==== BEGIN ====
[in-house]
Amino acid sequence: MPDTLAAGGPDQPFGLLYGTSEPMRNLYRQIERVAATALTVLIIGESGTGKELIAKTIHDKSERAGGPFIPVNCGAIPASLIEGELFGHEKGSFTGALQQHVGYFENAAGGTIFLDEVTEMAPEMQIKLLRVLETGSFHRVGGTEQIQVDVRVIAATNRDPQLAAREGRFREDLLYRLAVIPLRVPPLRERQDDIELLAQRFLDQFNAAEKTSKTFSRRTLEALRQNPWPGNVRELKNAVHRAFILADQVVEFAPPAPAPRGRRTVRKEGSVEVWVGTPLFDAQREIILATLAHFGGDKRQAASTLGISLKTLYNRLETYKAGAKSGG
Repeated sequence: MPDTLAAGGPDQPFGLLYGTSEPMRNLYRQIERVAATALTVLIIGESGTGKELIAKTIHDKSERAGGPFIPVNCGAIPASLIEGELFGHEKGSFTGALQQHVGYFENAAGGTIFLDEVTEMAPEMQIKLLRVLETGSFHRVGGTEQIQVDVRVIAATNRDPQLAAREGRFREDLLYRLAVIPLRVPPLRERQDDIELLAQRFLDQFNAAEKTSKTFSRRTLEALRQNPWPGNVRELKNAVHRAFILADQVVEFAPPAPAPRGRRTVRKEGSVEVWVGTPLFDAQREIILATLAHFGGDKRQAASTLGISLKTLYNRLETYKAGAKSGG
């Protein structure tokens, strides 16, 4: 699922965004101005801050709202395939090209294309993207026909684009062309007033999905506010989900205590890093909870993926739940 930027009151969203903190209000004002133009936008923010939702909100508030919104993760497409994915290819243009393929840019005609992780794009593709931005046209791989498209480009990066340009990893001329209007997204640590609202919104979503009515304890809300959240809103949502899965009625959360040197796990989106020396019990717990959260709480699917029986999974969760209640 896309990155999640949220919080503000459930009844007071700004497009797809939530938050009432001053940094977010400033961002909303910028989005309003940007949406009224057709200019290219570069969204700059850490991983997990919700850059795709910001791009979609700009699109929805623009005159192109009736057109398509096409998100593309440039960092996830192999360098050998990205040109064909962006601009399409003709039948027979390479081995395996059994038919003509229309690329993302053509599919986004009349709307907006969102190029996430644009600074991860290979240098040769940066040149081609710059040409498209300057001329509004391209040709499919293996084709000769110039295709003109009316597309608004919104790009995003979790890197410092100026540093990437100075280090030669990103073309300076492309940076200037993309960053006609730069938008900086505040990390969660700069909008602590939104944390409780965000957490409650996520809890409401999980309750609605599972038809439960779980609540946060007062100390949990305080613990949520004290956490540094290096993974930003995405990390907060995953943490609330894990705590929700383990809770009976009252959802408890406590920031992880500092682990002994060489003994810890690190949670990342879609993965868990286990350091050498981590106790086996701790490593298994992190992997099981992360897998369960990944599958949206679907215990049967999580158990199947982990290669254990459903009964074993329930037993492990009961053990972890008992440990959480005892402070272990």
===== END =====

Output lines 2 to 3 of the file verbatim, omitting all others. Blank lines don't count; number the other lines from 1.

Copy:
Amino acid sequence: MPDTLAAGGPDQPFGLLYGTSEPMRNLYRQIERVAATALTVLIIGESGTGKELIAKTIHDKSERAGGPFIPVNCGAIPASLIEGELFGHEKGSFTGALQQHVGYFENAAGGTIFLDEVTEMAPEMQIKLLRVLETGSFHRVGGTEQIQVDVRVIAATNRDPQLAAREGRFREDLLYRLAVIPLRVPPLRERQDDIELLAQRFLDQFNAAEKTSKTFSRRTLEALRQNPWPGNVRELKNAVHRAFILADQVVEFAPPAPAPRGRRTVRKEGSVEVWVGTPLFDAQREIILATLAHFGGDKRQAASTLGISLKTLYNRLETYKAGAKSGG
Repeated sequence: MPDTLAAGGPDQPFGLLYGTSEPMRNLYRQIERVAATALTVLIIGESGTGKELIAKTIHDKSERAGGPFIPVNCGAIPASLIEGELFGHEKGSFTGALQQHVGYFENAAGGTIFLDEVTEMAPEMQIKLLRVLETGSFHRVGGTEQIQVDVRVIAATNRDPQLAAREGRFREDLLYRLAVIPLRVPPLRERQDDIELLAQRFLDQFNAAEKTSKTFSRRTLEALRQNPWPGNVRELKNAVHRAFILADQVVEFAPPAPAPRGRRTVRKEGSVEVWVGTPLFDAQREIILATLAHFGGDKRQAASTLGISLKTLYNRLETYKAGAKSGG